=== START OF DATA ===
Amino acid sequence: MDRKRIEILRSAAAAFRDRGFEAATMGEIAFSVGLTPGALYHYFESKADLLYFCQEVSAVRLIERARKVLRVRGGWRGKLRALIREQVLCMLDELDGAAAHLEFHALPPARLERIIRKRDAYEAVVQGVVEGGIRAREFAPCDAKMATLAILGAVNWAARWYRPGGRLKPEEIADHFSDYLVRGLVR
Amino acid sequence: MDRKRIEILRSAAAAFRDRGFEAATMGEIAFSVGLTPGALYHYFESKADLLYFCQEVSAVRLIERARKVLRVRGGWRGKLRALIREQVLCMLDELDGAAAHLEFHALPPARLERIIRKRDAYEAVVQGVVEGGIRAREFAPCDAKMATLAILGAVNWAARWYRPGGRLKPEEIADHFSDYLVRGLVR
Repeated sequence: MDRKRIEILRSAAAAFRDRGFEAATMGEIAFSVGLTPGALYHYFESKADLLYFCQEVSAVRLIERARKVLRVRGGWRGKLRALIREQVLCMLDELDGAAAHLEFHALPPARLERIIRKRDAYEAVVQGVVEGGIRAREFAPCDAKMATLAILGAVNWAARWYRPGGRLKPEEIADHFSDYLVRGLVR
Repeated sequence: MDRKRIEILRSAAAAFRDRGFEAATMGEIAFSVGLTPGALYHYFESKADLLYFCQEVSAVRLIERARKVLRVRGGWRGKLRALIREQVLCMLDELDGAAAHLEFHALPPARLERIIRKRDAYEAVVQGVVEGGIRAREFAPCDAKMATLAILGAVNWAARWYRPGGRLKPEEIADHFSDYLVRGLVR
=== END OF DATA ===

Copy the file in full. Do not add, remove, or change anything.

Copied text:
Amino acid sequence: MDRKRIEILRSAAAAFRDRGFEAATMGEIAFSVGLTPGALYHYFESKADLLYFCQEVSAVRLIERARKVLRVRGGWRGKLRALIREQVLCMLDELDGAAAHLEFHALPPARLERIIRKRDAYEAVVQGVVEGGIRAREFAPCDAKMATLAILGAVNWAARWYRPGGRLKPEEIADHFSDYLVRGLVR
Amino acid sequence: MDRKRIEILRSAAAAFRDRGFEAATMGEIAFSVGLTPGALYHYFESKADLLYFCQEVSAVRLIERARKVLRVRGGWRGKLRALIREQVLCMLDELDGAAAHLEFHALPPARLERIIRKRDAYEAVVQGVVEGGIRAREFAPCDAKMATLAILGAVNWAARWYRPGGRLKPEEIADHFSDYLVRGLVR
Repeated sequence: MDRKRIEILRSAAAAFRDRGFEAATMGEIAFSVGLTPGALYHYFESKADLLYFCQEVSAVRLIERARKVLRVRGGWRGKLRALIREQVLCMLDELDGAAAHLEFHALPPARLERIIRKRDAYEAVVQGVVEGGIRAREFAPCDAKMATLAILGAVNWAARWYRPGGRLKPEEIADHFSDYLVRGLVR
Repeated sequence: MDRKRIEILRSAAAAFRDRGFEAATMGEIAFSVGLTPGALYHYFESKADLLYFCQEVSAVRLIERARKVLRVRGGWRGKLRALIREQVLCMLDELDGAAAHLEFHALPPARLERIIRKRDAYEAVVQGVVEGGIRAREFAPCDAKMATLAILGAVNWAARWYRPGGRLKPEEIADHFSDYLVRGLVR